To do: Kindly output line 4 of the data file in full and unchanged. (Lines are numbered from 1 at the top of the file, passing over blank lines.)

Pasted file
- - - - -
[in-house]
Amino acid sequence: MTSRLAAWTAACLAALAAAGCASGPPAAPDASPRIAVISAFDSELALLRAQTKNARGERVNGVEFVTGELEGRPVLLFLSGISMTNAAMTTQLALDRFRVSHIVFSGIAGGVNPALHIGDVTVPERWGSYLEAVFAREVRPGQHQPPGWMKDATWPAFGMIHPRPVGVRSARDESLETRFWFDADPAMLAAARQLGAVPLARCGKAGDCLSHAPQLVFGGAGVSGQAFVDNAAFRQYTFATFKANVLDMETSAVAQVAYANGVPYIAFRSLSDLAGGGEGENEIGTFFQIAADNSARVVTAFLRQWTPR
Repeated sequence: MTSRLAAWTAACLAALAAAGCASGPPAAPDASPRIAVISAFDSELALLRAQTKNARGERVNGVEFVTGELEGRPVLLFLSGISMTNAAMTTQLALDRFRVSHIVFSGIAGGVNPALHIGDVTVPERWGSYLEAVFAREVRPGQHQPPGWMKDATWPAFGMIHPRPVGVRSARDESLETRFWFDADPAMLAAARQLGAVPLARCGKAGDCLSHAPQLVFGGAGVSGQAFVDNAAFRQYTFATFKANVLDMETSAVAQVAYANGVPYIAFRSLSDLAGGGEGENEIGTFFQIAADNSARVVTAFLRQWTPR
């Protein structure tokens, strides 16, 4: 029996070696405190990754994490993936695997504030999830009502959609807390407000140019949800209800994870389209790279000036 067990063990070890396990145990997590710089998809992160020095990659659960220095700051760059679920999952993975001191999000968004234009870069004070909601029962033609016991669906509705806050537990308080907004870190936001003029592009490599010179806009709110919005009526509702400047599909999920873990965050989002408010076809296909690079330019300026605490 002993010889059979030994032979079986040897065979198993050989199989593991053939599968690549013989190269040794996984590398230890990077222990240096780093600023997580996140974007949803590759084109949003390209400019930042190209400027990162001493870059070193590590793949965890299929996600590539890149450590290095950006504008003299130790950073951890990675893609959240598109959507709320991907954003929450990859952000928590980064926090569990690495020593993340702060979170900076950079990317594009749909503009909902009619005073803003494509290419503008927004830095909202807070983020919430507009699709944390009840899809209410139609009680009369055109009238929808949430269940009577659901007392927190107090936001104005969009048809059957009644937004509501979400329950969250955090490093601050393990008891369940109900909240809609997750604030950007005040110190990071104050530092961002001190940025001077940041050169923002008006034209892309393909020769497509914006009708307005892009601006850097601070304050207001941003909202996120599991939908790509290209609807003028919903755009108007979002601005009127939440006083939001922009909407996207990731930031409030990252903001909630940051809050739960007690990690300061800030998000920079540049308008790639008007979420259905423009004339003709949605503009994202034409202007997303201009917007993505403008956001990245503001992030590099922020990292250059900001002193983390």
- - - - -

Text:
């Protein structure tokens, strides 16, 4: 029996070696405190990754994490993936695997504030999830009502959609807390407000140019949800209800994870389209790279000036 067990063990070890396990145990997590710089998809992160020095990659659960220095700051760059679920999952993975001191999000968004234009870069004070909601029962033609016991669906509705806050537990308080907004870190936001003029592009490599010179806009709110919005009526509702400047599909999920873990965050989002408010076809296909690079330019300026605490 002993010889059979030994032979079986040897065979198993050989199989593991053939599968690549013989190269040794996984590398230890990077222990240096780093600023997580996140974007949803590759084109949003390209400019930042190209400027990162001493870059070193590590793949965890299929996600590539890149450590290095950006504008003299130790950073951890990675893609959240598109959507709320991907954003929450990859952000928590980064926090569990690495020593993340702060979170900076950079990317594009749909503009909902009619005073803003494509290419503008927004830095909202807070983020919430507009699709944390009840899809209410139609009680009369055109009238929808949430269940009577659901007392927190107090936001104005969009048809059957009644937004509501979400329950969250955090490093601050393990008891369940109900909240809609997750604030950007005040110190990071104050530092961002001190940025001077940041050169923002008006034209892309393909020769497509914006009708307005892009601006850097601070304050207001941003909202996120599991939908790509290209609807003028919903755009108007979002601005009127939440006083939001922009909407996207990731930031409030990252903001909630940051809050739960007690990690300061800030998000920079540049308008790639008007979420259905423009004339003709949605503009994202034409202007997303201009917007993505403008956001990245503001992030590099922020990292250059900001002193983390």